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Fringe Benefits Pushed New York Education Spending Higher in 2013

June 22, 2015

Public elementary and secondary education is a $55 billion enterprise in New York, and for decades the state has been one of the nation’s top spenders. New U.S. Census data for 2013 shows this trend continues. Total spending on public education averaged $19,818 per student in New York, 85 percent higher than the national average of $10,700, exceeding all other states and the District of Columbia.1 Even neighboring states of Connecticut and New Jersey spent far lower amounts - $16,631 and $17,572 per student, respectively.

The following analysis and accompanying map show high levels of school spending largely reflected the relatively high cost of employee compensation. In particular the cost of employee retirement plans and other fringe benefits far exceeded national norms and continued to grow faster than all other educational spending. While spending varied significantly among New York’s 681 school districts, all districts exceeded the national average in 2013.

Salaries Much Higher Than National Norms, Fringe Benefits Even Higher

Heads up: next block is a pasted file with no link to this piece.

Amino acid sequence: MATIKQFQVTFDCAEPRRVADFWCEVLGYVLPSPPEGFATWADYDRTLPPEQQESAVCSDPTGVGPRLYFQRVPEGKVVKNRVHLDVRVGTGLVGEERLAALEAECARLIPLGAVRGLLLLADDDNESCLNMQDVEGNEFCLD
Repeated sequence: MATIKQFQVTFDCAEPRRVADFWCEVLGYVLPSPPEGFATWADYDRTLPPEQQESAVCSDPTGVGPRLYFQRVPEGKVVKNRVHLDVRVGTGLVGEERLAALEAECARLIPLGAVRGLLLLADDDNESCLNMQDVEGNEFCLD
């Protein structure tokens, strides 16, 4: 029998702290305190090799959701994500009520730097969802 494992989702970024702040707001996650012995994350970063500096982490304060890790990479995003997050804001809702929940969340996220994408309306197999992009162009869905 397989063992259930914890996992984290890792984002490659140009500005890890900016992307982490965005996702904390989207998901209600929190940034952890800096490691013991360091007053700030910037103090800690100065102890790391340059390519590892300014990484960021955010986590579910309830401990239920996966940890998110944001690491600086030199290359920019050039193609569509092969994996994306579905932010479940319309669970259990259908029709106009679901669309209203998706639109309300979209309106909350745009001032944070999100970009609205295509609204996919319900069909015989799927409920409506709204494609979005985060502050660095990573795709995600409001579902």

On average New York schools allocated 22 percent of their 2013 budgets to instructional staff fringe benefits. This compared to a national average of 15 percent. In dollars terms, instructional staff fringe benefits added up to $4,412 per student for the average New York school district in 2013, nearly triple the national average of $1,609. U.S. Census data on instructional expenses includes regular, special, and vocational programs offered during both the regular school year and summer school.

Teacher salaries and wages were also much higher than national norms but to a lesser degree than fringe benefits. New York schools spent an average of $8,359 per student on instructional salaries and wages, nearly double the national average of $4,305. In comparison school budgets included $5,646 per student for support services, such as administration, pupil transportation, and social work, 50 percent more than the national average of $3,762.  (See Figure 1.)